Google Free Zone was a global initiative undertaken by the Internet company Google in collaboration with mobile phone-based Internet providers, whereby the providers waive data (bandwidth) charges (also known as zero-rate) for accessing select Google products such as Google Search, Gmail, and Google+. In order to use this service, users are required to have a Google account and a phone that has access to an internet connection.
- November 2012: Google Free Zone was announced by Google on November 8, 2012, with a launch in the Philippines in partnership with Globe Telecom, with the experimental round scheduled to run until March 31, 2013. Telkom Mobile in South Africa, then branded as 8ta, offered Google Free Zone 3 from 13 November 2012 but discontinued the service on 31 May 2013.
- April 2013: launch in Sri Lanka on the Dialog mobile network.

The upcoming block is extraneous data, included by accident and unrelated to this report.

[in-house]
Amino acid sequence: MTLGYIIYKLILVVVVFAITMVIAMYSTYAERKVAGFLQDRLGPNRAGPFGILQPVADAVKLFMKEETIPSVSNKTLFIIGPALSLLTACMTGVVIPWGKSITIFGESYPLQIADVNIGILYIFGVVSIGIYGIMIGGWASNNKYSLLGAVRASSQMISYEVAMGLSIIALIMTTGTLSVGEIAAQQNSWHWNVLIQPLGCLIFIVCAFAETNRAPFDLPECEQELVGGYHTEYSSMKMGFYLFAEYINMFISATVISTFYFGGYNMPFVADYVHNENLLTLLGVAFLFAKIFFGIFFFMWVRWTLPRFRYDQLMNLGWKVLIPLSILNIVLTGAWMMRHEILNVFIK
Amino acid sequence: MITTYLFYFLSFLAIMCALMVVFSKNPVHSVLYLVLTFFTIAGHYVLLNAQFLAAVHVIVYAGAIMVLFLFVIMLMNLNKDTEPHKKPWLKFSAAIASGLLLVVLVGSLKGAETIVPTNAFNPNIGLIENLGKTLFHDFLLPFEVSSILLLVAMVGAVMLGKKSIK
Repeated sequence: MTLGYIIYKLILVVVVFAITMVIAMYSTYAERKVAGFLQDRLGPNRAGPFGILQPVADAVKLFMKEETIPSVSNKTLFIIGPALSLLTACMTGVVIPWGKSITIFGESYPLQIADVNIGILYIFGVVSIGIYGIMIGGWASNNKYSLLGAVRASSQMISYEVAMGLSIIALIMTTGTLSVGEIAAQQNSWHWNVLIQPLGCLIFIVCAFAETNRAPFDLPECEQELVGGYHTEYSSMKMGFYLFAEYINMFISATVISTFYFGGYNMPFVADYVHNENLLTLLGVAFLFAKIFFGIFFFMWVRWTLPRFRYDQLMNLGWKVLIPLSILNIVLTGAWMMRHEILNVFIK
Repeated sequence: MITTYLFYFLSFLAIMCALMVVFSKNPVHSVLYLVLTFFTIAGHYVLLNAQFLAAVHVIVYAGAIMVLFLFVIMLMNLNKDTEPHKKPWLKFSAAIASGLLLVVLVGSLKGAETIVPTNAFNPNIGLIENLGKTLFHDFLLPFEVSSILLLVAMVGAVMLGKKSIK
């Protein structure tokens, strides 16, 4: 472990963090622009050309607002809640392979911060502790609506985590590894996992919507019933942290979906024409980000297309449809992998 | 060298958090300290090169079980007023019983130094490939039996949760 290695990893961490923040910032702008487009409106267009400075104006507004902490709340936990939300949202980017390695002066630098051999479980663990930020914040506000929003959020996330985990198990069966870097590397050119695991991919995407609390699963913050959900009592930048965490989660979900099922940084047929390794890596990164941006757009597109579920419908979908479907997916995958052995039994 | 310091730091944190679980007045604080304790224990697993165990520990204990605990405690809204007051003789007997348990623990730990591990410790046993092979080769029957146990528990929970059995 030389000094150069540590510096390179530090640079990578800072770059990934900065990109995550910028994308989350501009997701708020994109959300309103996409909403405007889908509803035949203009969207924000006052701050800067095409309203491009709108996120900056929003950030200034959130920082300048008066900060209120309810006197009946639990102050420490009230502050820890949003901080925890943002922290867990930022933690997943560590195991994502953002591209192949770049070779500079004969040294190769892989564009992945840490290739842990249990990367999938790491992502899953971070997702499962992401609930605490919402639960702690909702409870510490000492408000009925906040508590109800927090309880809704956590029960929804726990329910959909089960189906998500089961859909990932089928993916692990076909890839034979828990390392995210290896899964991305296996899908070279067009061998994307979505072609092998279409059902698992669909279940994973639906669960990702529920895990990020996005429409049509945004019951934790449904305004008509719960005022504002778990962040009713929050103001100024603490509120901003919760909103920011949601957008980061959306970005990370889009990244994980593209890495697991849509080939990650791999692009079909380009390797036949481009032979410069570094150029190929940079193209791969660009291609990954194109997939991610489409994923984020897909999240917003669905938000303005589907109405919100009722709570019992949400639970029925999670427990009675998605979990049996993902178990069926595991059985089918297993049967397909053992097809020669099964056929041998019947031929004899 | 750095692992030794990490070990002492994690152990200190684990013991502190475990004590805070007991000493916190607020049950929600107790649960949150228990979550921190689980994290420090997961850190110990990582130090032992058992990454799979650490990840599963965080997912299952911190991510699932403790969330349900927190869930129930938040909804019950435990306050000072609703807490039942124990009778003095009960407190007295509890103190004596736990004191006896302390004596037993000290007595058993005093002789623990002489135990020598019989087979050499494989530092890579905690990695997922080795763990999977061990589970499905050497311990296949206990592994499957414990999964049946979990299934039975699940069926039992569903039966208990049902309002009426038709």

- June 2013: Google launched Google Free Zone in India in partnership with mobile Internet provider Airtel, and in Thailand on the AIS network.
- December 2013: Airtel extended Google Free Zone to its services in Nigeria.
- March 2014: Safaricom in Kenya had launched 60 day promotional Free Zone.
Reception and impactEdit
The Subsecretaria de Telecomunicaciones of Chile ruled that Zero-rating services like Wikipedia Zero, Facebook Zero, and Google Free Zone, that subsidize mobile data usage, violate net neutrality laws and had to end the practice by June 1, 2014.
- Alliance for Affordable Internet
- Facebook Zero
- Project Loon
- Wikipedia Zero
- Zero-rating Zero Rating / Toll Free Data / Toll Free Apps
Cite error: Invalid
parameter "group" is allowed only.
<references />, or
<references group="..." />
<ref>tags exist, but no
<references/>tag was found